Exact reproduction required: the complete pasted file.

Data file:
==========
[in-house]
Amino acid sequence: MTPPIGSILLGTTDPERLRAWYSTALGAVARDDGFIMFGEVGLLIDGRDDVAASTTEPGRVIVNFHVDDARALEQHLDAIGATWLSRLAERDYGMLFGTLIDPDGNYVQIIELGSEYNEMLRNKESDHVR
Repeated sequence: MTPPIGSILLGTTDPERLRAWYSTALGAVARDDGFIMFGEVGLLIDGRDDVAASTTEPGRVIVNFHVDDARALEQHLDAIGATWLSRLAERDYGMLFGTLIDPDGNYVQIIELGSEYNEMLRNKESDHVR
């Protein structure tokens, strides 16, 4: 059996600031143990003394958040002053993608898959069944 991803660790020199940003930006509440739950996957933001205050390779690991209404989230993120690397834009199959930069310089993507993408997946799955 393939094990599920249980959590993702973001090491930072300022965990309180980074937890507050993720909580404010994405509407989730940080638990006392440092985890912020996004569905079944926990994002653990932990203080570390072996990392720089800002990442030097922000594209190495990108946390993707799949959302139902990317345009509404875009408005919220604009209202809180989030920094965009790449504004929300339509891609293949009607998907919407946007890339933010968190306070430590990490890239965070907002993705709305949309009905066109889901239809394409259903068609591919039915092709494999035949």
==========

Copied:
[in-house]
Amino acid sequence: MTPPIGSILLGTTDPERLRAWYSTALGAVARDDGFIMFGEVGLLIDGRDDVAASTTEPGRVIVNFHVDDARALEQHLDAIGATWLSRLAERDYGMLFGTLIDPDGNYVQIIELGSEYNEMLRNKESDHVR
Repeated sequence: MTPPIGSILLGTTDPERLRAWYSTALGAVARDDGFIMFGEVGLLIDGRDDVAASTTEPGRVIVNFHVDDARALEQHLDAIGATWLSRLAERDYGMLFGTLIDPDGNYVQIIELGSEYNEMLRNKESDHVR
């Protein structure tokens, strides 16, 4: 059996600031143990003394958040002053993608898959069944 991803660790020199940003930006509440739950996957933001205050390779690991209404989230993120690397834009199959930069310089993507993408997946799955 393939094990599920249980959590993702973001090491930072300022965990309180980074937890507050993720909580404010994405509407989730940080638990006392440092985890912020996004569905079944926990994002653990932990203080570390072996990392720089800002990442030097922000594209190495990108946390993707799949959302139902990317345009509404875009408005919220604009209202809180989030920094965009790449504004929300339509891609293949009607998907919407946007890339933010968190306070430590990490890239965070907002993705709305949309009905066109889901239809394409259903068609591919039915092709494999035949």